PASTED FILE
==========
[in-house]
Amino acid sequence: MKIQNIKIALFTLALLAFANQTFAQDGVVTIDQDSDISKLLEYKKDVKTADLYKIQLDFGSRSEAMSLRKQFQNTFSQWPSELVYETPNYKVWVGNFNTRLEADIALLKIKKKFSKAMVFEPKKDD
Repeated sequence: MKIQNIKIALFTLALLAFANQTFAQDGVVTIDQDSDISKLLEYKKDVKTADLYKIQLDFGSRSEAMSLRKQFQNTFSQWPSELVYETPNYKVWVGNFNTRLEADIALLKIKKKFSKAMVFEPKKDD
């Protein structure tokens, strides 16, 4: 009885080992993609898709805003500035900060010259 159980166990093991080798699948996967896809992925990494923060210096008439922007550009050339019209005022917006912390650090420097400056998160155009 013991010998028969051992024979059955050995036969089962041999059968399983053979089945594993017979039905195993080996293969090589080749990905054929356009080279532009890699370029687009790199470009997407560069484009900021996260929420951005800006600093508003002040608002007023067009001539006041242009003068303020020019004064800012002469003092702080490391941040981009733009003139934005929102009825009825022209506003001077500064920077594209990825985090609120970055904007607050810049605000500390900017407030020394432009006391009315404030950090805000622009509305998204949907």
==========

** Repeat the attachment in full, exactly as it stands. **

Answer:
[in-house]
Amino acid sequence: MKIQNIKIALFTLALLAFANQTFAQDGVVTIDQDSDISKLLEYKKDVKTADLYKIQLDFGSRSEAMSLRKQFQNTFSQWPSELVYETPNYKVWVGNFNTRLEADIALLKIKKKFSKAMVFEPKKDD
Repeated sequence: MKIQNIKIALFTLALLAFANQTFAQDGVVTIDQDSDISKLLEYKKDVKTADLYKIQLDFGSRSEAMSLRKQFQNTFSQWPSELVYETPNYKVWVGNFNTRLEADIALLKIKKKFSKAMVFEPKKDD
């Protein structure tokens, strides 16, 4: 009885080992993609898709805003500035900060010259 159980166990093991080798699948996967896809992925990494923060210096008439922007550009050339019209005022917006912390650090420097400056998160155009 013991010998028969051992024979059955050995036969089962041999059968399983053979089945594993017979039905195993080996293969090589080749990905054929356009080279532009890699370029687009790199470009997407560069484009900021996260929420951005800006600093508003002040608002007023067009001539006041242009003068303020020019004064800012002469003092702080490391941040981009733009003139934005929102009825009825022209506003001077500064920077594209990825985090609120970055904007607050810049605000500390900017407030020394432009006391009315404030950090805000622009509305998204949907």